EU coronavirus rescue talks slow as 'frugal four' oppose issuing debt
EU 1.85trillion euro coronavirus rescue talks collapse as ‘frugal four’ countries oppose issuing debt to bail out hardest hit nations
- European Commission president von der Leyen proposed a long-term budget
- ‘Furgal Four’, the Netherlands, Denmark, Austria and Sweden, did not approve it
- The four are against issuing too much common debt to the hardest hit countries
- The proposed plan is a blend of debt mutualisation, grants and loans
- Here’s how to help people impacted by Covid-19
European Union leaders found that a quick deal on the bloc’s future long-term budget and a multibillion-euro post-pandemic recovery plan remained beyond their reach on Friday as the coronavirus ravages their economies.
A long-term budget has been proposed by European Commission president Ursula von der Leyen, but failed to win approval from the ‘Frugal Four’ – the Netherlands, Denmark, Austria and Sweden. There were also disagreements over hoe best to distribute the funds.
The four nations are against issuing too much common debt to support countries that have been hardest hit, and believe money should be distributed in the form of loans instead of grants.
Following a four-hour video summit aimed at paving the way for a compromise this summer, there was common ground on the need for a quick response but divergences persisted among the leaders of EU member nations.
‘It is essential to take a decision as soon as possible,’ EU Council President Charles Michel said, announcing he plans to call an in-person summit for the leaders of the 27-nation bloc for mid-July.
Pictured: European Commission President Ursula Von Der Leyen from Germany speaks during a four-hour video summit aimed at taking steps to establish a long-term budget and a multibillion-euro post-pandemic recovery plan to help nations recover from the coronavirus
The meeting was the first step in intense discussions on the European Commission’s plans for a 1.1-trillion-euro seven-year budget and a 750-billion-euro ($825 billion) recovery fund.
Devised to help member states’ economies cushion the impact of the coronavirus, the package is far from being unanimously welcomed and more time will be needed to find a deal, possibly in July during an in-person summit.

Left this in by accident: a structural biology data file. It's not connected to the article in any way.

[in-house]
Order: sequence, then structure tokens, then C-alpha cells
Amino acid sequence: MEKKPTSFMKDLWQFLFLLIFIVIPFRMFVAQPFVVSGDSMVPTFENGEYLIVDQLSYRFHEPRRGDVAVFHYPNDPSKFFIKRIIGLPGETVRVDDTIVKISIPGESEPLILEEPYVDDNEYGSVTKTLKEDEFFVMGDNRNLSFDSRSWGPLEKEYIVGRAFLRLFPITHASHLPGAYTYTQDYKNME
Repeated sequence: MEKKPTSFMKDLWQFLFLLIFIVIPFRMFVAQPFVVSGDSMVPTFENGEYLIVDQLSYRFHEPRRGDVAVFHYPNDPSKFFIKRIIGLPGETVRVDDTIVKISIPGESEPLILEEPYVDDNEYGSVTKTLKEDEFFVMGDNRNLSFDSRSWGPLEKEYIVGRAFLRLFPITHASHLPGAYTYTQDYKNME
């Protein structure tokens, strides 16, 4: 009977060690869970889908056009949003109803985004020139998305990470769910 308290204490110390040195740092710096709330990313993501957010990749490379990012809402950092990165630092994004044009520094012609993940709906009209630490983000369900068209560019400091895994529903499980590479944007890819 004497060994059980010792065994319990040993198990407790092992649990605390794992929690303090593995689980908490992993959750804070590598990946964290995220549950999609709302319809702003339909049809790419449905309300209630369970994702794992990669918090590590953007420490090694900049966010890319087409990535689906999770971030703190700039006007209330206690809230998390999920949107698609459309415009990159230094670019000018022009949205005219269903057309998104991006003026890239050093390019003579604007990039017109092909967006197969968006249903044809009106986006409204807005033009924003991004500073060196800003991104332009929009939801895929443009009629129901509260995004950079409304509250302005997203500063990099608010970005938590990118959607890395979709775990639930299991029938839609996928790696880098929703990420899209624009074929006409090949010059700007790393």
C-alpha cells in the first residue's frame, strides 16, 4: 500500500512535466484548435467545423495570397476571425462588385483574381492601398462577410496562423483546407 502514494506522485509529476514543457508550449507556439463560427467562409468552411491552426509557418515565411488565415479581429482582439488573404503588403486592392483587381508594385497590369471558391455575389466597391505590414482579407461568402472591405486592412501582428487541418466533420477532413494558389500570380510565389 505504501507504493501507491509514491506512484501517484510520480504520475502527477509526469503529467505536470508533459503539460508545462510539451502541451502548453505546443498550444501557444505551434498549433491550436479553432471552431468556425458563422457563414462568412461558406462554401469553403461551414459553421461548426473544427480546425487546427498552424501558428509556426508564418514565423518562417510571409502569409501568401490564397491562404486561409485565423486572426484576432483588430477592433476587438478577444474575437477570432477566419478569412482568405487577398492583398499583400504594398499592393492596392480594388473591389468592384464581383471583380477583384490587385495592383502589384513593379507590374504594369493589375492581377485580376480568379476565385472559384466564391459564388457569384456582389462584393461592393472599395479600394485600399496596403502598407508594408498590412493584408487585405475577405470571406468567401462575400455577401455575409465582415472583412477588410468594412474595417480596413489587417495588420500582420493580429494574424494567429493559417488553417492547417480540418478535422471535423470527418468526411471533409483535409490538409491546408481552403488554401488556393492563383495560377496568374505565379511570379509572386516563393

‘We don’t underestimate the difficulties,’ Michel said.
To tackle the economic crisis, Ursula von der Leyen has proposed a revised long-term budget for the 2021-2027 period that would represent around 1.1% of European GDP after the U.K.’s departure, coupled with the temporary reinforcement of the 750 billion euros set aside to combat the virus.
The whole package represents a huge €1.85 trillion stimulus for the bloc’s struggling economies.
A blend of debt mutualisation, grants and loans, the aid plan has failed to gain the approval the Frugal Four who oppose issuing too much common debt to support the hardest-hit countries and argue that the money should mainly be handed out in loans instead of grants.
Another divisive topic relates to how the money will be allocated. The Commission proposed to work it out based on criteria including the size of population, gross domestic product per capita and unemployment.
One top European diplomat said on the eve of the meeting that the range is too limited and should be adapted to take into account the real damage of the coronavirus.
Pictured: European Union flags flutter outside the European Commission headquarters in Brussels, Belgium, June 5, 2020, where the summit was held on 19 June 2020. There was common ground on the need for a quick response but divergences persisted among the leaders of EU member nations
Under the commission’s plans, the recovery fund should be incorporated in the 2021-2027 EU budget. Two-thirds of the fund – a half-trillion euros – would take the form of grants.
The plan is backed by France and Germany, the bloc’s two most powerful countries. With their allies, they need to convince the countries opposed to debt mutualisation or increases in the EU budget that grants will benefit the whole bloc.
To fund the plan, the Commission proposed borrowing money on financial markets. The European Commission has a triple A credit rating, which would give it favorable loan terms. Repayments would not begin before 2028, with the full amount due after 30 years.
To facilitate the reimbursement, several member states are pushing for the rapid development of new EU funding sources that could take the form of taxes on carbon or single-use plastic.
Such revenues would make the EU budget less dependent on national contributions from member states, which are reluctant to pay more.
Source: Read Full Article